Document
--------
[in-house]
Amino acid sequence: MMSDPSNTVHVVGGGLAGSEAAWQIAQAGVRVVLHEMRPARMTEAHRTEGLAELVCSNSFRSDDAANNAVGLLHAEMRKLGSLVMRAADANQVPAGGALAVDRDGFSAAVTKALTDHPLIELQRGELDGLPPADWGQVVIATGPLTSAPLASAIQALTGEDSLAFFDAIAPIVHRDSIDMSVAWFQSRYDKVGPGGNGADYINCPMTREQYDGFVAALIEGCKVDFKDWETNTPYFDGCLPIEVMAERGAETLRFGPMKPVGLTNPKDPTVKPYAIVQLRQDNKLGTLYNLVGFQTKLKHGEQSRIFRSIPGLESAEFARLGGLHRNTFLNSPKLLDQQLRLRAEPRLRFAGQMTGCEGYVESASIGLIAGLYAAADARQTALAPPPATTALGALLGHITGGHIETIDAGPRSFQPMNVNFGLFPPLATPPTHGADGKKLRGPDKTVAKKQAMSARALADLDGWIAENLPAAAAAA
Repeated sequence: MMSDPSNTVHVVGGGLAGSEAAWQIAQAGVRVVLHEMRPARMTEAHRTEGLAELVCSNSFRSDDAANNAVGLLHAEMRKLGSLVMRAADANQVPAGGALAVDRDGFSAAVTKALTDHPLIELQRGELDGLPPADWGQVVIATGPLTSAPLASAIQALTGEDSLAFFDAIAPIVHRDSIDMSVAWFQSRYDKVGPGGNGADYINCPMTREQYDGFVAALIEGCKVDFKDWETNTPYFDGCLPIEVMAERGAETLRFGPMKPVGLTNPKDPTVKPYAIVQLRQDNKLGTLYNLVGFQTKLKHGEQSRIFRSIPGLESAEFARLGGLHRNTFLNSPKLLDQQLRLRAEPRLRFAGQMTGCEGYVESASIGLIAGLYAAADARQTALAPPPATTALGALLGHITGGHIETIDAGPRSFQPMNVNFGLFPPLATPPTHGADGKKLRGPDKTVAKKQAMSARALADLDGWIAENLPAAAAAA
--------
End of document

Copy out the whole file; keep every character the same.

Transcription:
[in-house]
Amino acid sequence: MMSDPSNTVHVVGGGLAGSEAAWQIAQAGVRVVLHEMRPARMTEAHRTEGLAELVCSNSFRSDDAANNAVGLLHAEMRKLGSLVMRAADANQVPAGGALAVDRDGFSAAVTKALTDHPLIELQRGELDGLPPADWGQVVIATGPLTSAPLASAIQALTGEDSLAFFDAIAPIVHRDSIDMSVAWFQSRYDKVGPGGNGADYINCPMTREQYDGFVAALIEGCKVDFKDWETNTPYFDGCLPIEVMAERGAETLRFGPMKPVGLTNPKDPTVKPYAIVQLRQDNKLGTLYNLVGFQTKLKHGEQSRIFRSIPGLESAEFARLGGLHRNTFLNSPKLLDQQLRLRAEPRLRFAGQMTGCEGYVESASIGLIAGLYAAADARQTALAPPPATTALGALLGHITGGHIETIDAGPRSFQPMNVNFGLFPPLATPPTHGADGKKLRGPDKTVAKKQAMSARALADLDGWIAENLPAAAAAA
Repeated sequence: MMSDPSNTVHVVGGGLAGSEAAWQIAQAGVRVVLHEMRPARMTEAHRTEGLAELVCSNSFRSDDAANNAVGLLHAEMRKLGSLVMRAADANQVPAGGALAVDRDGFSAAVTKALTDHPLIELQRGELDGLPPADWGQVVIATGPLTSAPLASAIQALTGEDSLAFFDAIAPIVHRDSIDMSVAWFQSRYDKVGPGGNGADYINCPMTREQYDGFVAALIEGCKVDFKDWETNTPYFDGCLPIEVMAERGAETLRFGPMKPVGLTNPKDPTVKPYAIVQLRQDNKLGTLYNLVGFQTKLKHGEQSRIFRSIPGLESAEFARLGGLHRNTFLNSPKLLDQQLRLRAEPRLRFAGQMTGCEGYVESASIGLIAGLYAAADARQTALAPPPATTALGALLGHITGGHIETIDAGPRSFQPMNVNFGLFPPLATPPTHGADGKKLRGPDKTVAKKQAMSARALADLDGWIAENLPAAAAAA